ETF Securities has become the latest commodity-investment firm to expand into or launch new products in Asia. The London-based exchange-traded commodity (ETC) provider is seeking to grow its business in the region, having had a presence in Australia since 2009.

Nigel Phelan became the firm’s first director of Asia in January and will relocate to Hong Kong from Sydney, most likely in the second half of this year. He has been with the company since 2006 and has spent time in senior roles in the London office, before moving to Australia to set up the business there.

ETF Securities already has ETCs listed in Tokyo and is now focusing on Hong Kong and Singapore as the major exchanges for its business, says Phelan. It is in talks with regulators in those markets about launching products in the next six to 12 months, as well as with the China Securities Regulatory Commission about eventually listing ETCs in Shanghai.

To expand onto the mainland, it will help to have a presence in Hong Kong, notes Phelan, who declines to speculate on the likely timeframe for listing products in China.

“We’ve made initial contact [with the CSRC], and they clearly realise the huge potential for the market,” he says. It is understood the Chinese regulator is looking to relax some of the rules for foreign companies setting up onshore.

ETF Securities is mulling setting up a joint-venture and is talking to both asset managers and distributors, adds Phelan, although it will be some time before it is able to list there.

In respect of Hong Kong and Singapore, he hopes to list products as soon as possible, but it will depend on when the firm gains approvals from the regulators.

As for Asian investor demand for ETCs, “we’re seeing what we saw in Europe two or three years ago, and in the US before that, when people wanted to include commodities cost-effectively in their portfolio through instruments like these,” says Phelan.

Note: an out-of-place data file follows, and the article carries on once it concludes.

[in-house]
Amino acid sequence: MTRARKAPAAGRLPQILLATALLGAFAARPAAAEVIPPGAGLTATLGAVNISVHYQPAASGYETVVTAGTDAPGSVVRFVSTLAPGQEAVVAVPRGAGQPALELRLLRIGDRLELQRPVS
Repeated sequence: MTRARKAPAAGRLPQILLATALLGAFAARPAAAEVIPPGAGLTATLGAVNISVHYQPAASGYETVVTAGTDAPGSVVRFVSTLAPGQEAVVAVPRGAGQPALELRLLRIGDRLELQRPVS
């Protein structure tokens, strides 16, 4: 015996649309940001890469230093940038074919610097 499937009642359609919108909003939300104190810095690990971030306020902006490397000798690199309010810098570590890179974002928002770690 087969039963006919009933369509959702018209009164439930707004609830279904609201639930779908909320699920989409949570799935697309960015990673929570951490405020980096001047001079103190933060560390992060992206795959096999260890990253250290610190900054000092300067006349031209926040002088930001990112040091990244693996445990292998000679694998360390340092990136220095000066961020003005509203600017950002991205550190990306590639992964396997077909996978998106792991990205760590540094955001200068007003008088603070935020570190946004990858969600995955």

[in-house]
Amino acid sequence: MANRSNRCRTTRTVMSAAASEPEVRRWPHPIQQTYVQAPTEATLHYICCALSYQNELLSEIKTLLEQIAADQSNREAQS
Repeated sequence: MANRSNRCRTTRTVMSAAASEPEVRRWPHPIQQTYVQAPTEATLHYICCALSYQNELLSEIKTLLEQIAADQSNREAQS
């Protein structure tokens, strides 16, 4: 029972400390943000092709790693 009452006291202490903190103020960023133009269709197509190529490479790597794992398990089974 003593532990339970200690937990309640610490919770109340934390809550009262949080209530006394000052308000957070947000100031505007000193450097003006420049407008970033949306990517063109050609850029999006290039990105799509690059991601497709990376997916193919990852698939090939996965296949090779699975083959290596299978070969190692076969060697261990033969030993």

“We want to be here while they’re looking at that,” he adds. “We want to be here to show clients the best way to include our ETCs in their portfolios.”

Once Phelan has determined the level of demand for ETF Securities products in the region, he will expand the team in Hong Kong, initially with sales staff.

Regionally, ETF Securities has seen reasonable asset inflows in Japan in the last 12 months, but Phelan expects to see the biggest asset growth in the Asia ex-Japan region over the coming 12 to 24 months.

As one of the fastest growing asset managers in Europe, ETF Securities is seeing a strong rise in assets under management, with $26.5 billion currently, having seen $8 billion in inflows last year and $16 billion in 2009.

As for the likely pace of growth of the ETC market in Asia, Phelan suggests it will be slow going initially. As with any exchange-traded market, there will be an element of education in the first 12 months for investors, he says, followed by a tipping point, from which the market will develop quickly.

Many of ETF Securities’ clients are actively managed commodity funds that use ETCs as the underlyings for their funds. But Phelan hasn’t seen so much interest from fund managers in Asia as yet; rather, private banks will be the main drivers of demand for ETCs initially.

“The good thing about the Asia-Pacific profile of private bank offices is that many have had exposure to our products in Europe and the US before,” he adds. “So we already have an avenue where investors know how they work.”

Given high and rising demand for commodities globally, widespread concerns about inflation (particularly in emerging markets) and fast-growing exchange-traded fund (ETF) and exchange-traded product (ETP) markets, it may be that ETF Securities is onto a good thing.

With regard to the competition in Asia, Phelan is not overly concerned about large ETF/ETP players like BlackRock’s iShares unit or State Street, because there is not a lot of product crossover.

ETF Securities offers over 200 products globally, tracking individual commodities or indices, and most of the index products are based on the Dow Jones UBS index family.